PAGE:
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Friday, June 19, 2015

Anonymous Poster's Identity Must be Released in Defamation Case

Last week, the Illinois Supreme Court decided a case involving anonymous internet posters. The case involved certain online comments to a newspaper article about Bill Hadley, a candidate for county board office. Hadley v. Subscriber Doe a/k/a Fuboy, 2015 IL 118000. Specifically, an anonymous poster called "Fuboy" had posted the following comment (among others) to the online article:
Hadley is a Sandusky waiting to be exposed. Check out the view he has of Empire [a local grade school] from his front door. 
Hadley filed a defamation lawsuit against the newspaper. As part of the litigation, the newspaper provided Hadley with the IP address acquired from Comcast from which  "Fuboy's" comments originated. Hadley then sought a court order to require Comcast to release the identity of the subscriber of the IP address. Counsel for the subscriber filed a motion to quash the subpoena, and while the motion was pending, Hadley filed an amended complaint naming "Subscriber Doe a/k/a/ Fuboy" as a defendant to the defamation action. Both the circuit court and appellate court ordered Comcast to turn over the subscriber's identity, and the subscriber appealed to the Illinois Supreme Court.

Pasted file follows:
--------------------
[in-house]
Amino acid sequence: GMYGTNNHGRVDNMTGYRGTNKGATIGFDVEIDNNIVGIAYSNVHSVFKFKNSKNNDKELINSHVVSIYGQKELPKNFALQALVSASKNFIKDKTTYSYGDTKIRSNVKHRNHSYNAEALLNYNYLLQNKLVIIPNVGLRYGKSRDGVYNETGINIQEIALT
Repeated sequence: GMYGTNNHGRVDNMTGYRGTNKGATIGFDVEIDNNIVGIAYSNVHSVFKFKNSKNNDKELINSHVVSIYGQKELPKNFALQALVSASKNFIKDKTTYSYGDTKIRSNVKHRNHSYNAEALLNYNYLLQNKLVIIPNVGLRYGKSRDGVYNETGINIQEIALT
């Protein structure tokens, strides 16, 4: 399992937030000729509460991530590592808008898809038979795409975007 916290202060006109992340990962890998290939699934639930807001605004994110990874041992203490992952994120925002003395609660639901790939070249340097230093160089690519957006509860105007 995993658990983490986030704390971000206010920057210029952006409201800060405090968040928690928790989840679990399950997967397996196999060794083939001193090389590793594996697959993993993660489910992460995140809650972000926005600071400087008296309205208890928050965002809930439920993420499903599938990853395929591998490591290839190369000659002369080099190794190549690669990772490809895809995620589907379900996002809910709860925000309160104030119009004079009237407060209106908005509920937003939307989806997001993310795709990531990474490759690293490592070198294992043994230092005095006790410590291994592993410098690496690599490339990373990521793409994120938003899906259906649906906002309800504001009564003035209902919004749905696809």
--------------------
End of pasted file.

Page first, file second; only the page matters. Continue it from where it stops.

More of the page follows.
The Illinois Supreme Court affirmed the lower courts' decisions that the subscriber identity should be released to Hadley. Rule 224 provides that a plaintiff is entitled to ascertain the identity of the individual who may be responsible for damages against the plaintiff. The rule has been applied in defamation cases where the plaintiff can show that discovery of the individual's identity is "necessary" and where the plaintiff has presented sufficient allegations of a defamation claim to overcome a motion to dismiss. 

To state a cause of action for defamation, a plaintiff must show facts showing that the defendant made a false statement about the plaintiff, the defendant made an unprivileged publication of that statement to a third party, and the publication caused damages. Here, the Supreme Court held that Fuboy's statements impute the commission of a crime to Hadley by referring to the Sandusky sexual abuse scandal, which at the time the comment was posted, had dominated the news for weeks. That statement, the Court noted, could reasonably be interpreted to mean that "Hadley was a pedophile or had engaged in sexual acts with children." 

The Court rejected Fuboy's argument that the comment could be susceptible to an innocent interpretation. The Court also rejected Fuboy's argument that the statement was not a factual assertion, but simply opinion. First, the comment had a precise and readily understood meaning, could be readily verified, and conveyed some personal familiarity from Fuboy that suggested it had factual content. 

As a result, the Court agreed that Comcast must turn over its subscriber's identity to Hadley, in furtherance of his defamation case.

Lesson?  Nothing is ever truly anonymous on the Internet.

Post Authored by Julie Tappendorf

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